Prochymal has tested well, and has Wall Street analysts intrigued with its upcoming third-stage clinical trials for Acute
Graft. Osiris says that the drug could be out by 2007. On the horizon is a product called Provacel, which Osiris says can
rebuild heart tissue (from adult stem cells) for patients who have suffered a heart attack, and can also be used to refortify
Then take a look at Aastrom Biosciences, a biotech firm based in Ann Arbor, MI, that is also in the bone regrowth business
(they call it tissue repair cell technology, or TRC). The company is closing in on a product that would rebuild long bone
and jaw bone fractures.
Aastrom bills its TRC-based products as a unique cell mixture containing stromal, stem and progenitor cell populations, produced
outside the body from a small amount of bone marrow taken from the patient. Aastrom claims that TRC-based products have been
used in over 230 patients, and are currently in clinical trials for bone regeneration (long bone fractures and spine fusion)
and vascular regeneration (critical limb ischemia) applications. The company has reported positive interim clinical trial
results for TRCs, suggesting both the clinical safety and the ability of TRCs to induce tissue regeneration in long bone fractures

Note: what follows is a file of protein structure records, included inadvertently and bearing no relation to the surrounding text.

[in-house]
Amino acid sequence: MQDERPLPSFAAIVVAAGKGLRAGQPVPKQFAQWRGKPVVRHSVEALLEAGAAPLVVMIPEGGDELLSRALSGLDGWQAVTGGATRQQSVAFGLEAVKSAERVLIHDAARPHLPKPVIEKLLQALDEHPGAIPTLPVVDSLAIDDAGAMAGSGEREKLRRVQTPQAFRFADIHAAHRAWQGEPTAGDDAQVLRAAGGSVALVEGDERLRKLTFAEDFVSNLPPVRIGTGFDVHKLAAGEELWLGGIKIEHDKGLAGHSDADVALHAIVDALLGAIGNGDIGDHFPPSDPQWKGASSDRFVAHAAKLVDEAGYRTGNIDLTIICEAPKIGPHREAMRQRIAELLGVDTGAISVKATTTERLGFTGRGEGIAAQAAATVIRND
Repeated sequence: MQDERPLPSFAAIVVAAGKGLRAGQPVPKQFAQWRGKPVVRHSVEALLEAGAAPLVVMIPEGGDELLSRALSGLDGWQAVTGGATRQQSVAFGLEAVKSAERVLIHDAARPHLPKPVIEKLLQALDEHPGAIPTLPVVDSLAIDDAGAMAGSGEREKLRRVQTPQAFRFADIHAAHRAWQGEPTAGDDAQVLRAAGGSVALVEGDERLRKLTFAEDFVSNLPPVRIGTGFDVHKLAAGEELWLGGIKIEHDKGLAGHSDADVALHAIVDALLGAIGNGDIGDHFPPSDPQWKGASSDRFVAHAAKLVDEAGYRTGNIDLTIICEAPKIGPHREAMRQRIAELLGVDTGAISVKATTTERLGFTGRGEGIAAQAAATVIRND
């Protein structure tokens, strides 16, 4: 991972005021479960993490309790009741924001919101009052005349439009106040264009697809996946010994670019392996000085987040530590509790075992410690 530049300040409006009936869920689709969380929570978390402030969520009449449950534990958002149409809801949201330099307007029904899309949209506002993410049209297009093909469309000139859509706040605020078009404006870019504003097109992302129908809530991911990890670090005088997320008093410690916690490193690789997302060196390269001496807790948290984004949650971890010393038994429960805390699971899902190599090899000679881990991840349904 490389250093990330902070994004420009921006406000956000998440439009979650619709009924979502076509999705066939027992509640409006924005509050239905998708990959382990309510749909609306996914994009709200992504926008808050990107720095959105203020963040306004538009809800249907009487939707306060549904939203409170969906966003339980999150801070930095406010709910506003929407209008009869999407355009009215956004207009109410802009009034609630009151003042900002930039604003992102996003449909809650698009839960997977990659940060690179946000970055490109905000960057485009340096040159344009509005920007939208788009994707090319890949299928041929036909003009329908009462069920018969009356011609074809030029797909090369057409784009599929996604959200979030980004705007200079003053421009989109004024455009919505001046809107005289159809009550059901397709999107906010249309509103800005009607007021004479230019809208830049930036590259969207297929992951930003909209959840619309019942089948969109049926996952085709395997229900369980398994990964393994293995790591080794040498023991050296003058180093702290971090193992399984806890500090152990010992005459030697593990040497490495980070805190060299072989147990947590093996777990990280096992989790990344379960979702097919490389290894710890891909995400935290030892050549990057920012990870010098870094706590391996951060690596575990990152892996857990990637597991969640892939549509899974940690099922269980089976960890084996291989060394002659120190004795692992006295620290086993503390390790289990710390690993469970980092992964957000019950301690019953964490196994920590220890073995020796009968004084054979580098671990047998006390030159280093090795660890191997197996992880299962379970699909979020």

and jaw bone reconstruction. Recently, the company's proprietary TRCs received an Orphan Drug Designation from the US Food
and Drug Administration for use in the treatment of osteonecrosis of the femoral head. In addition, Aastrom is developing
plans for a TRC-based therapy for cardiac regeneration.
The company's stock has risen 33% since October 2006—to $1.60 per share—and if you believe in stem cell technology, Aastrom
offers an avenue into the market at a cheap price.
Another stem cell company that Wall Street types are keeping a close eye in is Cytori Therapeutics, which is making the eyebrow-raising
claim that fat—human fat—can actually save your life The San Diego-based company extracts stem cells from fatty tissues, then
uses those cells to restore weak or damaged tissues.
Cytori has developed a product called Celution that extracts stem cells from the patient. The company then processes the cells
and reinjects them into the patient. Cytori is testing the product right now in Japan, and hopes for FDA approval in 2008.
The company is making a big bet that regenerative cells, harvested from the patient's fatty tissue, may have the ability to
offer replacement cells to treat life-altering or life-threatening disorders. Cytori says that potential clinical applications
include disorders of the nerve, muscle, bone, cartilage, and heart among others.
Cytori trades on the Frankfort Stock Exchange. The stock has slipped from about $8 per share at the beginning of 2006, to
$4 per share, but FDA recently approved the company's Celution Cell Concentration System for use as a cell saver device. That
should help pave the way for long-term growth for the company.
While stem cell research is still in its infancy, the long-term prognosis for the technology is looking more and more bullish.
So far, the money is headed in the direction of adult stem cell companies, where Wall Street looks at stem cell research as
the ultimate ground floor opportunity.
Celebrity author and business/finance commentator for CNN and Fox News, Brian O'Connell has written for The Wall Street Journal and Newsweek, 79 Radcliffe Drive, Doylestown, PA 18901, Tel 215.230.3711, email@example.com